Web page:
Cleveland TN, Chilhowee CSA Monument, Chickamauga
Like Knoxville, Cleveland is a city with memorials to both CSA and Union troops. The UDC Monument is at the north end of downtown where Ococee (800 North) Street splits into one way streets (800 North). The Union marker is at the entrance of the Ft. HillCemetery on Worth Street just southwest of Third Street/Route 11.Cherokee National Forest
There are few more enjoyable drives than Tennessee Route 64 from Cleveland to the Chilhowee CSA Monument. The road is being widened and development of mountain cabins is beginning, but it is beautiful. You pass various white water rafting tours and the site of the 1996 Summer Olympics Whitewater Event Center. The Ococee River is scenic.Chickamauga National Military Park
Getting to the Chilhowee Confederate Memorial is time consuming, but more than worth it for someone like me who dreads being overrun at Gettysburg’s Little Round Top from the bus/tourist congestion. I’m not sure how many annual visitors get to this remote skirmish site, but I’ll wager it is 1,250,000 fewer than Gettysburg. Thank goodness. The vista views of the Cherokee National Forest are worth the trip alone, but the CSA memorial is unique and quite a gem for the Civil War Traveler. Plan on at least 15 minutes after you leave State Highway 64 on Forest Service Road 77 just past the Ranger Station. It is difficult to believe that Civil War action took place here, but it did!
After returning to Route 64, travel the extra 10 or so miles east to the Boyd’s Gap Overlook to see the Confederate Memorial Forest, and go another 2 miles east for the NPS signage.
This is the last of the NMPs that I have visited east of the Mississippi River, where the idea of preservation began -- the great Confederate victory of the West with its wasted opportunities. It will take several trips to absorb most of what happened here, but there is always that excitement of the 13-year-old deep inside of me when I first enter the gates of hallowed ground such as this.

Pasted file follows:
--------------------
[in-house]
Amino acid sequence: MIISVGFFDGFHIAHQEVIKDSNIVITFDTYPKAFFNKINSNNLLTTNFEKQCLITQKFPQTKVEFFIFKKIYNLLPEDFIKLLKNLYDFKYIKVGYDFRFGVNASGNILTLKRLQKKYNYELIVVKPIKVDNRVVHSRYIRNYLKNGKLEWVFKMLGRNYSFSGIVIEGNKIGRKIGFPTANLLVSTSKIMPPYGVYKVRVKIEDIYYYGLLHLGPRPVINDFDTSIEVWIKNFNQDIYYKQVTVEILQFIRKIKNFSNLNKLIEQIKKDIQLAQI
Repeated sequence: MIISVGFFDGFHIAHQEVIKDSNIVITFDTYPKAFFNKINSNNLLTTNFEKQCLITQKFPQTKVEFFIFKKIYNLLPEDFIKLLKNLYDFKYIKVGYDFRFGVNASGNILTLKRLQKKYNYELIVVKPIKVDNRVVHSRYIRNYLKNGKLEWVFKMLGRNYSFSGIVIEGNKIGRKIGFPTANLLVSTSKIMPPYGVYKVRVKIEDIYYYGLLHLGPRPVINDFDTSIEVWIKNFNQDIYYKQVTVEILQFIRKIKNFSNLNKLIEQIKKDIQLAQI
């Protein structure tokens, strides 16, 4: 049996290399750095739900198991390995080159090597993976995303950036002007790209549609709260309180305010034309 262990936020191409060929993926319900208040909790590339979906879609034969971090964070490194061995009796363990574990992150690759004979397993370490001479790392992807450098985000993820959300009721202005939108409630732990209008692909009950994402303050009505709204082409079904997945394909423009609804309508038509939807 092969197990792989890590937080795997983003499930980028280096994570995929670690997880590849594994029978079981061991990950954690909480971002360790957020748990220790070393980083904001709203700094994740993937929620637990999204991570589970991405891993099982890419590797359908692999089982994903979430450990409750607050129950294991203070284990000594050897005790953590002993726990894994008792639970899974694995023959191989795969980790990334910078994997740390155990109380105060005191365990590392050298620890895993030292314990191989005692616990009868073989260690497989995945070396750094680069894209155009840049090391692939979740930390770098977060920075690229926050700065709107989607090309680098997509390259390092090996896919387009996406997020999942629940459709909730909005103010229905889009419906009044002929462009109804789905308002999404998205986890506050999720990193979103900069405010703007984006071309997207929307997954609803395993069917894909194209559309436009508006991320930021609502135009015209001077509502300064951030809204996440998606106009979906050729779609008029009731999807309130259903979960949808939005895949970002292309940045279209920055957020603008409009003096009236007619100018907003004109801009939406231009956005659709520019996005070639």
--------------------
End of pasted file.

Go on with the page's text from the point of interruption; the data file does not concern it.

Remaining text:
The Visitor Center parking lot is running over on the busiest day of the year so far according to rangers inside. I estimate two-thirds of the vehicles have bike racks, and the battlefield is swarming with cyclists. The displays inside the visitor center are detailed and different from the other federal facilities. Nice information on reunions, especially the one at Crawfish Springs GA. The introductory film is informative, if a bit corny in its presentation. The bookstore has Travel Brains Tours CDs, which always have been worth the extra expense for introducing me to a battlefield. Ironically, new T-shirts arrived just this morning, and I am told I am the first to buy the latest design. I pick up a couple of battle maps for later study. Then on to where Forrest made contact!
Maybe it is because I was at the Wilderness just a week before, but the fields feel similar. Furious action developed in the farm clearings, and there are heavy woodlots on relatively flat ground. One of Longstreet’s men even said that the Wilderness was like Chickamauga -- except there was no rear to retreat to at the Wilderness. Of course, 60 miles of trails here far dwarf the 14 miles at the Wilderness.
The signage is similar to Shiloh with the cast iron tablets. I once spoke with Stacy D. Allen at Shiloh and he said one of the most difficult tasks is keeping up these tablets without lead based paint. Seems ironic that healthier lifestyles dictate more difficult NPS maintenance. There are also push-button speaker boxes like those at Gettysburg. Another similarity to Gettysburg is the sheer volume of tablets, monuments and markers. I stumbled over the 7th PA Cavalry and 75th Indiana monuments more by luck than by design. If you are looking for specific monuments, definitely buy a monument guide book.
The field is overwhelming for a detailed person such as myself, and five hours simply isn’t enough, but that is for other trips to come. Viniard Field, Poe House, the Brotherton Cabin, Rosecrans Headquarters, Hood’s injury spot marked by a finger sign, and of course Snodgrass Hill -- all are awash in monuments, plaques, tablets, and cannon pyramids. I stopped at each and barely scratched the surface of what happened on this hallowed ground. I hope I can do what I once did at Gettysburg and split the field into quadrants and walk one quadrant per day sometime soon. I guess my simple advise is double the time you plan for your visit here. You’ll need and enjoy it.
This concludes my notes from a trip of 3,400 miles in 10 days. I sincerely hope that this helps someone else enjoy their Civil War travels more richly. A huge thank you to Norma and Don Pierce of the website. Don told me a year ago during my South Carolina trip that I should do a blog, and Norma helped me do so. I can only hope I didn’t disappoint them or you the reader. May you have many enjoyable historical trips!